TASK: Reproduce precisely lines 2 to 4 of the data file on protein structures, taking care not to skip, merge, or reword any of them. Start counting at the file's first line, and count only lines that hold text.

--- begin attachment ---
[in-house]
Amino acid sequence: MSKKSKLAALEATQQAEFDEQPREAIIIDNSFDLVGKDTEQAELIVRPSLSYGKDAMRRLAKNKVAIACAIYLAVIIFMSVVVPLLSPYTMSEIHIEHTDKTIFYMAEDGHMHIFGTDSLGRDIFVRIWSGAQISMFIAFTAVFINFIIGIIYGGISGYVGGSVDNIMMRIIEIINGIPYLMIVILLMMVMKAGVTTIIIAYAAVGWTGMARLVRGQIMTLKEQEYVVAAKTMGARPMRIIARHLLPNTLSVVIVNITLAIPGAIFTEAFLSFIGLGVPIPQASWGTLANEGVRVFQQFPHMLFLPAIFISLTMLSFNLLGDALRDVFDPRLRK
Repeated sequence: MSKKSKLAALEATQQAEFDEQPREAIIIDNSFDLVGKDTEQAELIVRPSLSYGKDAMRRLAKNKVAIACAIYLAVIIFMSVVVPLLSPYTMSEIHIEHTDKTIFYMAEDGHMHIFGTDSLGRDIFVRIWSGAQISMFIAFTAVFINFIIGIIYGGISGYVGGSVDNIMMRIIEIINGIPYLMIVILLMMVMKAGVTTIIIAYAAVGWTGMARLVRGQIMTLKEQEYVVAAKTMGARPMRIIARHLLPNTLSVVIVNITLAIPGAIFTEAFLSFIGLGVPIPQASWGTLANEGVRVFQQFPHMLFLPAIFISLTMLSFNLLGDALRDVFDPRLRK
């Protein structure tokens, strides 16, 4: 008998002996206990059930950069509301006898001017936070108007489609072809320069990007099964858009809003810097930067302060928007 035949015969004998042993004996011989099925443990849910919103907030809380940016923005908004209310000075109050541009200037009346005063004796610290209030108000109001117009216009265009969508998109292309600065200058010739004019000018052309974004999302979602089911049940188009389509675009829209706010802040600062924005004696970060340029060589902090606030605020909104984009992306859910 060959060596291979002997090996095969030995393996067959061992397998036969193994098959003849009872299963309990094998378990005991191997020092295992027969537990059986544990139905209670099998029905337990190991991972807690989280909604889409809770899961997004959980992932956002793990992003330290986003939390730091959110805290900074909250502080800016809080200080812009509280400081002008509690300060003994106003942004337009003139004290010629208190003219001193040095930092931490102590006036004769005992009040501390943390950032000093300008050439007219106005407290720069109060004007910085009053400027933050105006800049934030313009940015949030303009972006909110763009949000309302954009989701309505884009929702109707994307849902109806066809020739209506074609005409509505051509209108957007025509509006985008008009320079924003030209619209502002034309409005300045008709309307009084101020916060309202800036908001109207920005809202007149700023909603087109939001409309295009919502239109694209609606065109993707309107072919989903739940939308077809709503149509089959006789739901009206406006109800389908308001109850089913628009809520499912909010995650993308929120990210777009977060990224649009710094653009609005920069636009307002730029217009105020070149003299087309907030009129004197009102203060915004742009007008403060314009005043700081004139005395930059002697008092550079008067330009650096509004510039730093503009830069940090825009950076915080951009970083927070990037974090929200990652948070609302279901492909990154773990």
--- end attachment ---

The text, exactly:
Amino acid sequence: MSKKSKLAALEATQQAEFDEQPREAIIIDNSFDLVGKDTEQAELIVRPSLSYGKDAMRRLAKNKVAIACAIYLAVIIFMSVVVPLLSPYTMSEIHIEHTDKTIFYMAEDGHMHIFGTDSLGRDIFVRIWSGAQISMFIAFTAVFINFIIGIIYGGISGYVGGSVDNIMMRIIEIINGIPYLMIVILLMMVMKAGVTTIIIAYAAVGWTGMARLVRGQIMTLKEQEYVVAAKTMGARPMRIIARHLLPNTLSVVIVNITLAIPGAIFTEAFLSFIGLGVPIPQASWGTLANEGVRVFQQFPHMLFLPAIFISLTMLSFNLLGDALRDVFDPRLRK
Repeated sequence: MSKKSKLAALEATQQAEFDEQPREAIIIDNSFDLVGKDTEQAELIVRPSLSYGKDAMRRLAKNKVAIACAIYLAVIIFMSVVVPLLSPYTMSEIHIEHTDKTIFYMAEDGHMHIFGTDSLGRDIFVRIWSGAQISMFIAFTAVFINFIIGIIYGGISGYVGGSVDNIMMRIIEIINGIPYLMIVILLMMVMKAGVTTIIIAYAAVGWTGMARLVRGQIMTLKEQEYVVAAKTMGARPMRIIARHLLPNTLSVVIVNITLAIPGAIFTEAFLSFIGLGVPIPQASWGTLANEGVRVFQQFPHMLFLPAIFISLTMLSFNLLGDALRDVFDPRLRK
């Protein structure tokens, strides 16, 4: 008998002996206990059930950069509301006898001017936070108007489609072809320069990007099964858009809003810097930067302060928007 035949015969004998042993004996011989099925443990849910919103907030809380940016923005908004209310000075109050541009200037009346005063004796610290209030108000109001117009216009265009969508998109292309600065200058010739004019000018052309974004999302979602089911049940188009389509675009829209706010802040600062924005004696970060340029060589902090606030605020909104984009992306859910 060959060596291979002997090996095969030995393996067959061992397998036969193994098959003849009872299963309990094998378990005991191997020092295992027969537990059986544990139905209670099998029905337990190991991972807690989280909604889409809770899961997004959980992932956002793990992003330290986003939390730091959110805290900074909250502080800016809080200080812009509280400081002008509690300060003994106003942004337009003139004290010629208190003219001193040095930092931490102590006036004769005992009040501390943390950032000093300008050439007219106005407290720069109060004007910085009053400027933050105006800049934030313009940015949030303009972006909110763009949000309302954009989701309505884009929702109707994307849902109806066809020739209506074609005409509505051509209108957007025509509006985008008009320079924003030209619209502002034309409005300045008709309307009084101020916060309202800036908001109207920005809202007149700023909603087109939001409309295009919502239109694209609606065109993707309107072919989903739940939308077809709503149509089959006789739901009206406006109800389908308001109850089913628009809520499912909010995650993308929120990210777009977060990224649009710094653009609005920069636009307002730029217009105020070149003299087309907030009129004197009102203060915004742009007008403060314009005043700081004139005395930059002697008092550079008067330009650096509004510039730093503009830069940090825009950076915080951009970083927070990037974090929200990652948070609302279901492909990154773990």